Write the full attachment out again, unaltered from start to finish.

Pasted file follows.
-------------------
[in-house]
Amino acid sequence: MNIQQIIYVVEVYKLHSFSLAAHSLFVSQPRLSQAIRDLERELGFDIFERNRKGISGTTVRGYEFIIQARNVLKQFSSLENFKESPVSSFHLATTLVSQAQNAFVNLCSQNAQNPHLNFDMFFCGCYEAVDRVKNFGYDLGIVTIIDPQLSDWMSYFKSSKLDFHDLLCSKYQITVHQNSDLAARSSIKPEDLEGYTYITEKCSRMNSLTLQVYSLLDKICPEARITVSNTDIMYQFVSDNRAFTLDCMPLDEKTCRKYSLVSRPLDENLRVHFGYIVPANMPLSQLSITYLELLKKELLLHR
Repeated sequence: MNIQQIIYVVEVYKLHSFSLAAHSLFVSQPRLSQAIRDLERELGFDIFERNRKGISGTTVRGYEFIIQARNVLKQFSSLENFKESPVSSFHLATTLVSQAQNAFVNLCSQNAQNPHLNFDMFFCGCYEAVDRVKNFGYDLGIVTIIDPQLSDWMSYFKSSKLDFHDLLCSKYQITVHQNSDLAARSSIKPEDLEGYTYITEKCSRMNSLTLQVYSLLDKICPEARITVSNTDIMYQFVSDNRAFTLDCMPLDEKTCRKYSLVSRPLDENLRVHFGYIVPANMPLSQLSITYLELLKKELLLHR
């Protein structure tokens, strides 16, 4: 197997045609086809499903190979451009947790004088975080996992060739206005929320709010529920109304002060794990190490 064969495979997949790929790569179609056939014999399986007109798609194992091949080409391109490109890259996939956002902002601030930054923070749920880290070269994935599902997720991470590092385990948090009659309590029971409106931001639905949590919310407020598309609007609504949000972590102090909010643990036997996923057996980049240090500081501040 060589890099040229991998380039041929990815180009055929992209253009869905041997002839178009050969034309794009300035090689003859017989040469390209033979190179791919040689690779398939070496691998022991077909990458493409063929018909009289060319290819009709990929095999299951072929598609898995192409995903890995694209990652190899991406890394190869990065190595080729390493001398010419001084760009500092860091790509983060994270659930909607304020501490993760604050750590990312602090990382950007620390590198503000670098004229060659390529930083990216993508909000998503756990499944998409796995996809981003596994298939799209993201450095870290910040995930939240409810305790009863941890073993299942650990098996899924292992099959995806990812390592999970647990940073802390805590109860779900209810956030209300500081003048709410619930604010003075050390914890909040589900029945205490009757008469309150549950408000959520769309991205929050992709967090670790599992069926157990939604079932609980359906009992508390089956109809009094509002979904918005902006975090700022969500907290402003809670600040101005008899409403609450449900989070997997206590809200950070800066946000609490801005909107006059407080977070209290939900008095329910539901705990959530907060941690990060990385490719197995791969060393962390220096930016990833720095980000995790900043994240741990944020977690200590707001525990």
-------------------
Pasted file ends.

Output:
[in-house]
Amino acid sequence: MNIQQIIYVVEVYKLHSFSLAAHSLFVSQPRLSQAIRDLERELGFDIFERNRKGISGTTVRGYEFIIQARNVLKQFSSLENFKESPVSSFHLATTLVSQAQNAFVNLCSQNAQNPHLNFDMFFCGCYEAVDRVKNFGYDLGIVTIIDPQLSDWMSYFKSSKLDFHDLLCSKYQITVHQNSDLAARSSIKPEDLEGYTYITEKCSRMNSLTLQVYSLLDKICPEARITVSNTDIMYQFVSDNRAFTLDCMPLDEKTCRKYSLVSRPLDENLRVHFGYIVPANMPLSQLSITYLELLKKELLLHR
Repeated sequence: MNIQQIIYVVEVYKLHSFSLAAHSLFVSQPRLSQAIRDLERELGFDIFERNRKGISGTTVRGYEFIIQARNVLKQFSSLENFKESPVSSFHLATTLVSQAQNAFVNLCSQNAQNPHLNFDMFFCGCYEAVDRVKNFGYDLGIVTIIDPQLSDWMSYFKSSKLDFHDLLCSKYQITVHQNSDLAARSSIKPEDLEGYTYITEKCSRMNSLTLQVYSLLDKICPEARITVSNTDIMYQFVSDNRAFTLDCMPLDEKTCRKYSLVSRPLDENLRVHFGYIVPANMPLSQLSITYLELLKKELLLHR
């Protein structure tokens, strides 16, 4: 197997045609086809499903190979451009947790004088975080996992060739206005929320709010529920109304002060794990190490 064969495979997949790929790569179609056939014999399986007109798609194992091949080409391109490109890259996939956002902002601030930054923070749920880290070269994935599902997720991470590092385990948090009659309590029971409106931001639905949590919310407020598309609007609504949000972590102090909010643990036997996923057996980049240090500081501040 060589890099040229991998380039041929990815180009055929992209253009869905041997002839178009050969034309794009300035090689003859017989040469390209033979190179791919040689690779398939070496691998022991077909990458493409063929018909009289060319290819009709990929095999299951072929598609898995192409995903890995694209990652190899991406890394190869990065190595080729390493001398010419001084760009500092860091790509983060994270659930909607304020501490993760604050750590990312602090990382950007620390590198503000670098004229060659390529930083990216993508909000998503756990499944998409796995996809981003596994298939799209993201450095870290910040995930939240409810305790009863941890073993299942650990098996899924292992099959995806990812390592999970647990940073802390805590109860779900209810956030209300500081003048709410619930604010003075050390914890909040589900029945205490009757008469309150549950408000959520769309991205929050992709967090670790599992069926157990939604079932609980359906009992508390089956109809009094509002979904918005902006975090700022969500907290402003809670600040101005008899409403609450449900989070997997206590809200950070800066946000609490801005909107006059407080977070209290939900008095329910539901705990959530907060941690990060990385490719197995791969060393962390220096930016990833720095980000995790900043994240741990944020977690200590707001525990």